It is, on the other hand, important to note that the measures contained in the Bill pale by comparison to those already applied by Ireland in relation to certain other situations of occupation. For example, with regard to Russia’s occupation and annexation of Crimea and Sevastopol in Ukraine, Ireland, as a Member of the EU, already applies, in addition to a “ban on imports of goods originating in Crimea or Sevastopol unless they have Ukrainian certificates,” a range of other punitive measures designed to sanction Russia for its breach of international law.

Those critics who accuse Ireland for “singling out Israel” in seeking to enact the Occupied Territories Bill therefore ignore not only the fact that the Bill is capable of general application but also the fact that Ireland already sanctions other countries to a much greater extent for similar breaches of international law. Indeed, if Israel is “singled out” for special treatment in any way it is because it is not subjected to the types of sanctions that are reflexively (and rightly) applied by the international community to other countries who engage in similar breaches of international law to those being committed in Palestine. This is most starkly illustrated by the fact that since 1970, over one-quarter of all UN Security Council vetoes have been used (by the U.S.) to prevent sanctions, or even mere condemnation, in relation to Israeli breaches of international law. In reality, therefore, the difficulty Israel has with this Bill (which its government describes as the most extreme anti-Israeli legislation ever adopted by a Western country) is not that it singles out Israel for special treatment but that it fails to provide Israel with the special exemption which it is accustomed to receiving from the international community.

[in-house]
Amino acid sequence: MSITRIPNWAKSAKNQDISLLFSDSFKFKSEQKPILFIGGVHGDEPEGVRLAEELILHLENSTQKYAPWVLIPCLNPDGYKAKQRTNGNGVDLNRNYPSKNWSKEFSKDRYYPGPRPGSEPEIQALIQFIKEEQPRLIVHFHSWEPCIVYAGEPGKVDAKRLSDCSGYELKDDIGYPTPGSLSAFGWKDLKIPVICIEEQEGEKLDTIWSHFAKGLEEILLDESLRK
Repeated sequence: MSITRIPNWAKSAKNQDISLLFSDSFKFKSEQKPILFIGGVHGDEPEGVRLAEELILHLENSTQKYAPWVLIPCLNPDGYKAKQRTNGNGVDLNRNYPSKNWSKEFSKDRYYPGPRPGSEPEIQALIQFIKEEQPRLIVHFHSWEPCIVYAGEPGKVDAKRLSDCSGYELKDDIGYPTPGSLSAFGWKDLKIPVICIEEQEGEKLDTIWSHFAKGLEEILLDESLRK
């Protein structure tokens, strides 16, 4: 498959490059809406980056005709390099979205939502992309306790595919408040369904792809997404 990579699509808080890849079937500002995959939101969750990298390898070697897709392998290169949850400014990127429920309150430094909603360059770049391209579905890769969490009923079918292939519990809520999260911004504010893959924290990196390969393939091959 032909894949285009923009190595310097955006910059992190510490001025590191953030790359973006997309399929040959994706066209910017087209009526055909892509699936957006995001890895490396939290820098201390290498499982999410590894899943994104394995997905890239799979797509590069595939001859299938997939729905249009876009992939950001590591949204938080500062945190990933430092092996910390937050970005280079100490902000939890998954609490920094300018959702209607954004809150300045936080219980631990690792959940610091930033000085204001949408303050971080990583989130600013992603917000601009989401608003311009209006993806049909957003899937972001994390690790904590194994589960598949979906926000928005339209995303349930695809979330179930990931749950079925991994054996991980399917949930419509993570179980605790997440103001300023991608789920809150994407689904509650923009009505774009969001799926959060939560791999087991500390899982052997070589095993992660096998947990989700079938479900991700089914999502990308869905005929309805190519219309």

The Occupied Territories Bill as a Business and Human Rights Measure

The endorsement of the Occupied Territories Bill by both houses of the Oireachtas (Irish parliament) represents a significant commitment by Ireland to business and human rights principles. It gives effect in particular to Guiding Principle 7 of the UN Guiding Principles on Business and Human Rights which provides that, “Because the risk of gross human rights abuses is heightened in conflict-affected areas, States should help ensure that business enterprises operating in those contexts are not involved with such abuses, including by … [e]nsuring that their current policies, legislation, regulations and enforcement measures are effective in addressing the risk of business involvement in gross human rights abuses.”

In its recent report “Destination: Occupation Digital Tourism And Israel’s Illegal Settlements In The Occupied Palestinian Territories,” Amnesty International noted that:

A significant piece of legislation has been proposed in Ireland to prohibit the import or sale of goods or services from illegal settlements in territories deemed occupied under international law, or the facilitation of these actions. Significantly, this bill is proposed as a measure ‘to give effect to the State’s obligations arising under the Fourth Geneva Convention relative to the Protection of Civilian Persons in Time of War and under customary international humanitarian law’.

The report also notes how AirBnB, despite committing to ending the listing of accommodation in Israeli settlements, continues to list accommodation in occupied East Jerusalem. Much of its business in Israel and the oPt, the report further notes, is transacted through a Dublin-registered company. It therefore makes a specific recommendation to the Government of Ireland that it:

Take regulatory action to prevent Ireland-based companies, such as Airbnb Ireland (which handles all Airbnb business outside of the USA, China and Japan) from providing or facilitating the provision of tourism services, including holiday accommodation, activities and attractions, in illegal Israeli settlements or by settlers in the OPT.

All the government in fact needs to do implement this recommendation is to facilitate the enactment of the Occupied Territories Bill, section 8 of which makes it an offence to facilitate the provision of a service provided in an illegal settlement. It is therefore deeply disappointing that the government (which is a minority government) has not only opposed the Occupied Territories Bill from the outset but has made it clear that it intends to refrain from providing a “Money Message” in relation to the Bill, effectively blocking its progression beyond “second stage” on the basis of the financial implications to the State that would result from its enactment.

Part II of this post will be available tomorrow.